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The Feast of Saint Andrew

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”Behind every specific call, whether it is to teach or preach or write or encourage or comfort, there is a deeper call that gives shape to the first: the call to give ourselves away - the call to die.” ~ Michael Card

We take a short respite from the Prophet Isaiah and the Advent Readings today, swapping violet vestments for red to commemorate the Martyrdom and Feast Day of Saint Andrew the Apostle https://hubpages.com/religion-philosophy/An-Apostolic-Augury.

Born in Bethsaida on the Sea of Galilee, Andrew first became a disciple of John the Baptist https://discover.hubpages.com/religion-philosophy/Daily-Mass-Reflections-829 , eventually going on to follow Jesus. His early ties to John the Baptist show us that he was a man who was searching, who shared in Israel’s hope, and who yearned to understand far better the word and presence of the Lord.

He would introduce his brother Peter to Jesus, who in turn would also immediately become a follower, disciple, and eventually the Rock upon which Jesus would build his church https://discover.hubpages.com/religion-philosophy/Set-Fast-Upon-the-Rock. With fellow Apostle Phillip, Andrew presented the Gentiles to Christ, and in one of Jesus’ more seminal moments, he pointed out the boy with the loaves and fishes https://hubpages.com/religion-philosophy/Hope-You-Like-Leftovers.

On the heels of Pentecost, Andrew is said to have preached the Gospel throughout many regions, most notably Greece and Turkey. He would ultimately go on to meet his fate in Achaia where he was crucified on an “X” shaped cross. Like his brother Peter, he deemed himself unworthy to be nailed to the same type of cross as Jesus. His executioner honored his final request.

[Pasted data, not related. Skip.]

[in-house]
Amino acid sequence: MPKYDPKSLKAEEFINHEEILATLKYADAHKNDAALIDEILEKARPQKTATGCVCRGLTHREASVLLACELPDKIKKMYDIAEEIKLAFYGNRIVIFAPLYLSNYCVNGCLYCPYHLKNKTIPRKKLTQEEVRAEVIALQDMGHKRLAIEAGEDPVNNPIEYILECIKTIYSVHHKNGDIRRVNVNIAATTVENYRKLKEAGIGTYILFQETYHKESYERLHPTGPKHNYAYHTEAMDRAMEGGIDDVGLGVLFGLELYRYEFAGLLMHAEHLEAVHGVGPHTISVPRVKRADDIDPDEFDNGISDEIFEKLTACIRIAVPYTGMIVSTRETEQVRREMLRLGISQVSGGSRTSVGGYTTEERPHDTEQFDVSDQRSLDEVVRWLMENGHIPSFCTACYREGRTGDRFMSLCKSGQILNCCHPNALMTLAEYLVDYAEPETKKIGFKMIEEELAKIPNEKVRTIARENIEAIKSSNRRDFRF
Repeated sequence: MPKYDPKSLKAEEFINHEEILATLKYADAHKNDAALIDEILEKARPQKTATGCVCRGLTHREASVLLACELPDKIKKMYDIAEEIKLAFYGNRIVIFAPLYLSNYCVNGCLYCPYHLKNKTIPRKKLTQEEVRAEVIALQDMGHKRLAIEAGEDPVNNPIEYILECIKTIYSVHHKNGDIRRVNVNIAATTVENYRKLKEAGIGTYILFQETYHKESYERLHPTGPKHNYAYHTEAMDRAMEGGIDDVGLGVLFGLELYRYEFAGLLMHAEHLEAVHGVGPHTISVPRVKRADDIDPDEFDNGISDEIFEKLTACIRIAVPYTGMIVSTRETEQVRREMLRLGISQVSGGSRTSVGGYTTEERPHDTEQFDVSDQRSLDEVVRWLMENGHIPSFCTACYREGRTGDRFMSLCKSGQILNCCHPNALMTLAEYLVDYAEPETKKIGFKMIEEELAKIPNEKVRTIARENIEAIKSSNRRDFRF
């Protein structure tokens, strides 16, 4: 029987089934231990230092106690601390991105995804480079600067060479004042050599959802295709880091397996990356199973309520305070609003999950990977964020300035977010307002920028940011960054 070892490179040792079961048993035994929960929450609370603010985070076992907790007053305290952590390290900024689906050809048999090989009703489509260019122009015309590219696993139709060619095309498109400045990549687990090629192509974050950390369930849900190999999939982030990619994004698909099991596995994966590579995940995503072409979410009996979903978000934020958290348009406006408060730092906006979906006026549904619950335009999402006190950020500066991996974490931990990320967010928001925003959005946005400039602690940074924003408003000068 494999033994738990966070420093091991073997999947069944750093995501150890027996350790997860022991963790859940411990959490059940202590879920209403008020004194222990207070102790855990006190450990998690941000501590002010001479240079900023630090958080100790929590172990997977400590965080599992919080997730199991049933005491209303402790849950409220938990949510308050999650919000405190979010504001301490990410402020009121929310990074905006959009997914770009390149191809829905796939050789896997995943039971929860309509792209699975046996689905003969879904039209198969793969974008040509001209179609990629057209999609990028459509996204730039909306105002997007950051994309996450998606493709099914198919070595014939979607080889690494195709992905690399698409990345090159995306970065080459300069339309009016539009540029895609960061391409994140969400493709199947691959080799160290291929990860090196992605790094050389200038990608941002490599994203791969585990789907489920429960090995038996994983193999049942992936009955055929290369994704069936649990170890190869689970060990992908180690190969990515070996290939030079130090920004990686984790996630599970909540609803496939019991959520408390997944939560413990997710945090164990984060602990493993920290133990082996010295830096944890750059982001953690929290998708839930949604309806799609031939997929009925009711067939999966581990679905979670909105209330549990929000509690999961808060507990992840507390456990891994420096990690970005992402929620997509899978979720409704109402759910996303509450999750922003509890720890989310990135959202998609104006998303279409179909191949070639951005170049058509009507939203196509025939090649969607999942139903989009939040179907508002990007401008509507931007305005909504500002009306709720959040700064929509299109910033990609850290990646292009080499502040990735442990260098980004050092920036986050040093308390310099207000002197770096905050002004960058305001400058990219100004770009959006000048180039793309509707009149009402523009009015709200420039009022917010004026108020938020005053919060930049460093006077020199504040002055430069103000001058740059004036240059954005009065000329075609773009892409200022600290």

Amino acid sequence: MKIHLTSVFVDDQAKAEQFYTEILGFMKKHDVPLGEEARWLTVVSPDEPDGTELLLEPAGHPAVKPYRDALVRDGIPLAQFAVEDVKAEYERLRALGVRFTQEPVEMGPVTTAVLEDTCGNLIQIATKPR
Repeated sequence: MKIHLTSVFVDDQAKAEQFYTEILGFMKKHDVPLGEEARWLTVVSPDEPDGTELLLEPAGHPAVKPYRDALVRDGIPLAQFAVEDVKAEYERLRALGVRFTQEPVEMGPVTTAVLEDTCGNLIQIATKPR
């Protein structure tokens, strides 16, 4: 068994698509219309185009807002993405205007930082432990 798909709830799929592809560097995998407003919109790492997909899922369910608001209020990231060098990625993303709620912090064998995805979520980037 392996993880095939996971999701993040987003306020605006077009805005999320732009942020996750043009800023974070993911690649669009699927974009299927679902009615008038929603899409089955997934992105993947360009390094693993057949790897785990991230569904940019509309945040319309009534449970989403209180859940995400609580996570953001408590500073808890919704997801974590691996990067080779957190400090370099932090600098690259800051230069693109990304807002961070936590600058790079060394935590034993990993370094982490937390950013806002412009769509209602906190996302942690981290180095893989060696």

As the quote that kicks off this reflection suggests, today is about being called and sent as Saint Andrew was called and subsequently sent on that very real and fateful day along the Sea of Galilee in a Gospel Passage(Matthew 4:18-22) that we revisit every year on his Memorial. Jesus has called each one of us. Through patient discernment, trial and error, and prayer, we come to understand and embrace this calling.

Everyone has a vocation to some form of life-work. However, beyond that call ~ and far, far deeper than any worldly calling ~ is the vocation that has been breathed into our very soul; to know, love and serve God snd our neighbors. To share the salvific message of Jesus’ undying love and mercy with those in our midst. With regard to the latter, it has very little to do with donning a rainbow wig and sitting in the south endzone of L.A. Coliseum with a “John 3:16”’ sign in our hands. Living the Gospel attracts others to the Gospel’s protagonist.

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The same fundamental questions pervade human life regardless of culture, social status, race, religion or political persuasion.
Who am I?” Where have I come from and where am I going? Why is there evil? What is there after this life?”

Renowned artist Émile Zola once said of her vocation, her calling as it were, “If you ask me what I came to do in this world, I, an artist, will answer you: I am here to live out loud.” As Catholics, we too must live out loud. To compete with the secular excess of our fallen world. To defend the truth against the lies that in many cases have entered rather deeply into the realm of the absurd. To tell everyone in our midst who Jesus is and what he has done for us.

In his book The Cost of Discipleship, Deitrich Bonhoeffer explains that “When Christ calls a man, he bids him come and die.” The authentic Christian is called to die to one’s self. To die to this world. To die so that we may live. Like Saint Andrew, to move beyond being a mere admirer of Jesus and become a follower https://discover.hubpages.com/religion-philosophy/From-Admirer-To-Follower.

In our 1st Reading today (Romans 10:9-18), Saint Paul boldly proclaims “If you confess with your mouth that Jesus is Lord and believe in your heart that God raised him from the dead, you will be saved.” Saint Andrew knew in his heartthat Jesus was God. That something was happening here that was worth leaving everything for https://discover.hubpages.com/religion-philosophy/Daily-Mass-Reflections-1130.

May Saint Andrew’s example inspire us to follow Jesus with promptness. To heed the advice be Pope Emeritus Benedict XVI who urges us to “Speak enthusiastically about Jesus to those we meet, and especially, to cultivate a relationship of true familiarity with him, acutely aware that in him alone can we find the ultimate meaning to life and death.”

Saint Andrew, pray for us…

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